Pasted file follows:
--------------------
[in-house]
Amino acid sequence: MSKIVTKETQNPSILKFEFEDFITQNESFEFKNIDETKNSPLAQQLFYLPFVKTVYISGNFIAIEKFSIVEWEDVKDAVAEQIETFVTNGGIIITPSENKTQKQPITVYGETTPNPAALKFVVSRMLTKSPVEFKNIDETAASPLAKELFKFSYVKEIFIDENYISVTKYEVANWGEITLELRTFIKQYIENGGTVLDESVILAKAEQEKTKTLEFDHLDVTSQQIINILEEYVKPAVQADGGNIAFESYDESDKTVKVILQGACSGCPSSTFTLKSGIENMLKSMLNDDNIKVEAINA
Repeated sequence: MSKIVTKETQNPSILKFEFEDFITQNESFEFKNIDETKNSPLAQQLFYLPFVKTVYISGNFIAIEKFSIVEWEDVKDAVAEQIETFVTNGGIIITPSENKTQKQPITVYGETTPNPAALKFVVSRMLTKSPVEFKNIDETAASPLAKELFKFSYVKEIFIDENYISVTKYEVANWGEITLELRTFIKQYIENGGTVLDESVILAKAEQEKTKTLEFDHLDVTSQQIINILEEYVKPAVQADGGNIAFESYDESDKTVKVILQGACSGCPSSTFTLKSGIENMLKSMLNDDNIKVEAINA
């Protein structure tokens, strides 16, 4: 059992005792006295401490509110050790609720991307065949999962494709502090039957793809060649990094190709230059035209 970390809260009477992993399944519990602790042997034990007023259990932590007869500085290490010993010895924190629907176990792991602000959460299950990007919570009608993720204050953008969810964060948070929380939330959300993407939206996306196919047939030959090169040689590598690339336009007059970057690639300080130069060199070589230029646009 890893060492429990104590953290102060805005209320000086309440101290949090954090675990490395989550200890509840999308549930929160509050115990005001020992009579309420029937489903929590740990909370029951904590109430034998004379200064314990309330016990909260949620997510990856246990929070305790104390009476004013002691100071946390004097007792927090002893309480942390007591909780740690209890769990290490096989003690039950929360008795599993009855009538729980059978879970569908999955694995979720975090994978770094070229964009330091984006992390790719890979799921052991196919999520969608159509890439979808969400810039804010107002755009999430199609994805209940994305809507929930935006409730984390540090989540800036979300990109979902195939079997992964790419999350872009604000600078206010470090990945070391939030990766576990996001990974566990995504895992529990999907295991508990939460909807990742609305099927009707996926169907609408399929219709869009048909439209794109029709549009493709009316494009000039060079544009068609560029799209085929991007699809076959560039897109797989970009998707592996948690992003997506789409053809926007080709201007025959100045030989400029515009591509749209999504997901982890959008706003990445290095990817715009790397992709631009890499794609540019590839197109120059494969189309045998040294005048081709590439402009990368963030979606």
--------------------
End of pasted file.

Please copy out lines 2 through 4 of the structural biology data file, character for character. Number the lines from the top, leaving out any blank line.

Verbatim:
Amino acid sequence: MSKIVTKETQNPSILKFEFEDFITQNESFEFKNIDETKNSPLAQQLFYLPFVKTVYISGNFIAIEKFSIVEWEDVKDAVAEQIETFVTNGGIIITPSENKTQKQPITVYGETTPNPAALKFVVSRMLTKSPVEFKNIDETAASPLAKELFKFSYVKEIFIDENYISVTKYEVANWGEITLELRTFIKQYIENGGTVLDESVILAKAEQEKTKTLEFDHLDVTSQQIINILEEYVKPAVQADGGNIAFESYDESDKTVKVILQGACSGCPSSTFTLKSGIENMLKSMLNDDNIKVEAINA
Repeated sequence: MSKIVTKETQNPSILKFEFEDFITQNESFEFKNIDETKNSPLAQQLFYLPFVKTVYISGNFIAIEKFSIVEWEDVKDAVAEQIETFVTNGGIIITPSENKTQKQPITVYGETTPNPAALKFVVSRMLTKSPVEFKNIDETAASPLAKELFKFSYVKEIFIDENYISVTKYEVANWGEITLELRTFIKQYIENGGTVLDESVILAKAEQEKTKTLEFDHLDVTSQQIINILEEYVKPAVQADGGNIAFESYDESDKTVKVILQGACSGCPSSTFTLKSGIENMLKSMLNDDNIKVEAINA
């Protein structure tokens, strides 16, 4: 059992005792006295401490509110050790609720991307065949999962494709502090039957793809060649990094190709230059035209 970390809260009477992993399944519990602790042997034990007023259990932590007869500085290490010993010895924190629907176990792991602000959460299950990007919570009608993720204050953008969810964060948070929380939330959300993407939206996306196919047939030959090169040689590598690339336009007059970057690639300080130069060199070589230029646009 890893060492429990104590953290102060805005209320000086309440101290949090954090675990490395989550200890509840999308549930929160509050115990005001020992009579309420029937489903929590740990909370029951904590109430034998004379200064314990309330016990909260949620997510990856246990929070305790104390009476004013002691100071946390004097007792927090002893309480942390007591909780740690209890769990290490096989003690039950929360008795599993009855009538729980059978879970569908999955694995979720975090994978770094070229964009330091984006992390790719890979799921052991196919999520969608159509890439979808969400810039804010107002755009999430199609994805209940994305809507929930935006409730984390540090989540800036979300990109979902195939079997992964790419999350872009604000600078206010470090990945070391939030990766576990996001990974566990995504895992529990999907295991508990939460909807990742609305099927009707996926169907609408399929219709869009048909439209794109029709549009493709009316494009000039060079544009068609560029799209085929991007699809076959560039897109797989970009998707592996948690992003997506789409053809926007080709201007025959100045030989400029515009591509749209999504997901982890959008706003990445290095990817715009790397992709631009890499794609540019590839197109120059494969189309045998040294005048081709590439402009990368963030979606």